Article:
The Daily Herald from Provo, Utah on May 11, 1986 · 22
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The Daily Herald from Provo, Utah · 22

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Provo, Utah
Issue Date:
Sunday, May 11, 1986
Page:
22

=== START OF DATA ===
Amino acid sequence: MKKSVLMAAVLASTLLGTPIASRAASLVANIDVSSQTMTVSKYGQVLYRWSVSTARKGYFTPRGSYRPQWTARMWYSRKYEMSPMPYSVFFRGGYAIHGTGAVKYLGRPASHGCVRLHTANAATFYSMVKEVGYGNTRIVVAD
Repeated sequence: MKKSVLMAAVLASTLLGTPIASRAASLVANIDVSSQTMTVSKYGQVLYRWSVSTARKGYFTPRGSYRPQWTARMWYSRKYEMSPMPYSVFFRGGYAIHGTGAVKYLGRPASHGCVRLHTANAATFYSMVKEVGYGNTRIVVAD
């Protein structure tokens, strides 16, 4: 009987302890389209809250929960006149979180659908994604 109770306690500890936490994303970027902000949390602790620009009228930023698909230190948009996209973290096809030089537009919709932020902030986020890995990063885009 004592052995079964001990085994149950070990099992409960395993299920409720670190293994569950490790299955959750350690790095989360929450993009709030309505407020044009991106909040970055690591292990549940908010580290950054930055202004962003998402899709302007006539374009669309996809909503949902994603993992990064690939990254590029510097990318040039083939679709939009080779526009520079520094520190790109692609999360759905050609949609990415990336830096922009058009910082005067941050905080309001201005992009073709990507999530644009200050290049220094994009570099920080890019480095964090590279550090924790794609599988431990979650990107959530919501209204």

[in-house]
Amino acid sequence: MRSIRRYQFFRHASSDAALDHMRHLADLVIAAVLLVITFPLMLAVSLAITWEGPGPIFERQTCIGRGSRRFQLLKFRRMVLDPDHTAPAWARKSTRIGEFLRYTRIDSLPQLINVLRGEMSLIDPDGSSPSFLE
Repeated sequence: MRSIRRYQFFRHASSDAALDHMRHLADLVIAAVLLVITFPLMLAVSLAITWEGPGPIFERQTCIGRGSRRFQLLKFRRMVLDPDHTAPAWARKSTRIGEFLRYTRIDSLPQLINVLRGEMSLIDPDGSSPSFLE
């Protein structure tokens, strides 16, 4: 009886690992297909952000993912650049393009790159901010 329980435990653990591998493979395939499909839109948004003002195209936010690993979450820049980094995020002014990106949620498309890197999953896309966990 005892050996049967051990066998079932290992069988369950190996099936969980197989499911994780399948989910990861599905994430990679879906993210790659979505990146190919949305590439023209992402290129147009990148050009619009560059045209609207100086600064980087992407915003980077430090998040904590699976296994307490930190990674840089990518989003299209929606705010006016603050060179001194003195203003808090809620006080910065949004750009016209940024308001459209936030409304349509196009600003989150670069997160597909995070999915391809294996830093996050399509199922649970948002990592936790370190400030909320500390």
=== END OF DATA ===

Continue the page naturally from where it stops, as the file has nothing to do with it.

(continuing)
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Page 22 THE HERALD, Provo, Utah. Sunday, May 11. 1986 County Family Support Center Helps Children, Too Though Utah County may not be immune to the national trend of increasing incidents of child abuse, agencies like the Utah Valley Family Support Center are offering help to stem that trend. Opened about two years ago, the Family Support Center offers a variety of valuable services to children as well as their parents. Those services include a Crisis Respite Nursery, classes on parenting skills, Parents Anonymous and therapy sessions for children who have been sexually abused. According to Family Support Center staff member Sherrie Shel-ley the Crisis Respite Nursery is designed as a refuge for children. She said couples who may be having some kind of crisis or who are under heavy pressure, may ; lit :i&5& Scott Pace Kelly Jex Shane Argyle Lf I'M I 1 Jennifer Creer Students SReceive Elks Honor t Outstanding high school and vocational school students from Utah County were honored with plaques and scholarships recently by the Provo Lodge No 849 of the Benevolent and Protective Order of Elks, at" the organization's annual youth activities awards banquet.. Four high school students were named as Teenagers of the Year, each receiving a plaque and $100. They' were Kelly Jex, Spanish Fork; Jennifer Creer, Springville; Scott'. Pace, American Fork; and Shane Argyle, Spanish Fork. They were selected from a panel of 14 Teenagers of the Month from the various high schools. Others honored were Ruth Boswell. American Fork; Sherry Jessop and Gordon Richins, Lehi; Holley Jacob and Aaron Ashcroft, Mountain View; Laura Harper and Gary Adams, Orem; Chad Daybell, Springville; and Cecilee Price and Dale Hansen, Timpview. ' First place Most Valuable Student awards of $500 each went to Angela Harward and Brian Williamson, American Fork. Second place awards of $250 each were presented to Amy Green, Orem, and Scott Pace, American Fork. Third- places of $200 each went to Sharalyn Steere, Provo. and Robert Faux, Springville. . Vocational scholarship winners of $500 each were Jodi Sumner, P royo, and Daniel Millet, Mountain V'tew: I Handicapped scholarship went to Scott Odden, Mountain View. Scott is: the Provo Elks Lodge nominee for one of the two $1,500 state scholarships. 'Angela Harward. American Fork, was announced as winner of a;$W00 Elks state scholarship, wfiile Brian Williamson, American Fork, won a $700 scholarship, and Amy Green, American Fork, $500. , Robert Osborn, Youth Activities committee chairman announced thai last yeafs vocational education nominee. Jeff Finch, Spanish Fork, has won a national scholarship of $1,000 a year for two years. Hoop Shoot Contest winners were Emily Hansen and Glake Gardner, ages .8 and 9; Christie Curtis and Brian Gardner, ages 10 and 11; and Kimberly Orr and Billv Bliss, ages Hand 12. - Music award winners were Sharalyn 'Steere and Jenny Thomas, Provo; Stephen Ptiterson, Springville,, and Gina Christensen. Spanish Fork. Members of the Youth Activities Committee in addition to Osborn pre. Mack Andersen, Byron McFar-4a"ne," Art Holloman, Doug Reimer and Doug Wright. . ;Salem Miss ;.Takes Crown SALEM Shannon Haws was 'selected as the new Miss Salem in Pageant activities recently. Haws 'is the daughter of Kent and ' Deanna Haws of Woodland 'Hills. She is active in high school drama and community theater and .plans to major in performing arts ;at BYU. Selected as nrst attendant was Kathy Alvey, daughter of Tom and April Alvey. Christine Vest is the daughte rol Larry and Charleen Vest was selected as second attendant. iKorena Gregson daughter of James E. "Red" and Pat Gregson was named Miss Congeniality. The Directors Award was presented to Janaell Schwartz, daughter of Bob and Donnu Schwartz. Hi u leave their children at the nursery if they feel they are in danger of being abused or neglected. A Helping y Hand Parents may leave children at the nursery, 206 East Third South, for up to 72 hours. The service costs nothing, Shelley said. Parenting-skills classes, which' provide instruction, tools and suggestions on becoming better parents, are offered Mondays at 6:30 p.m. The classes run for 12 consecutive weeks, and parents may start taking them any time. "We also have Parents Anonymous," Shelley said, "where parents get together to talk to work out solutions (to problems I. " Discussions are held Thursdays at 6:30 p.m., and couples are free to attend them whenever they feel the need. RATING GUIDE FOR FAMILIES G: "General Audience." A film most parents would find suitable for the entire family. PG: "Parental Guidance Suggested." Parents are cautioned they would probably consider some material unsuitable for children. Parents are urged to inquire about the film before deciding on a child's attendance. PG-13: "Parental Guidance Suggested for Those Under 13." Parents are warned that some material is likely to be unsuitable for pre-teenagers. These films are often too intense or suggestive for youngsters to view. R: "Restricted." Film contains adult-type material and those under 18 are not admitted unless they are in the company of a parent or adult guardian. Motion Picture Assoc. of America The center offers free child-care while parents are attending classes of sessions with Parents Anonymous. In addition, free therapy sessions are available for children who have been sexually abused, Shelley said. The therapy sessions, like the Family Support Center's other services, are offered by volunteers who are trained professionals in such fields as counseling, social work or abuse. "We're always here to help whoever needs help," Shelley said. The center's business hours are from 8 a.m. to 8 p.m., but people with emergencies are free to call anytime. The center currently serves approximately 10U families and is always in need of additional volunteer help, both from those who have been professionally trained and from others willing to help watch children while their parents are taking classes. Volunteers are also needed to offer support services to families within the homes of those families. "We just need all kinds of volunteers," Shelley concluded. If interested in volunteering call United Way's Volunteer Center at 374-8108. Volunteers are needed at the Oakridge School to help teach handicapped, daily living skills, such as cooking and laundry. Hospice of Utah County needs nurses or people who have had nursing experience to help teach family members how to care for bed-ridden patients. , American Cancer Society needs a ..i. .,.,, hin wjtn olfriral of fice work 11 a.m.-2 Schedule is flexible. p.m. daily. 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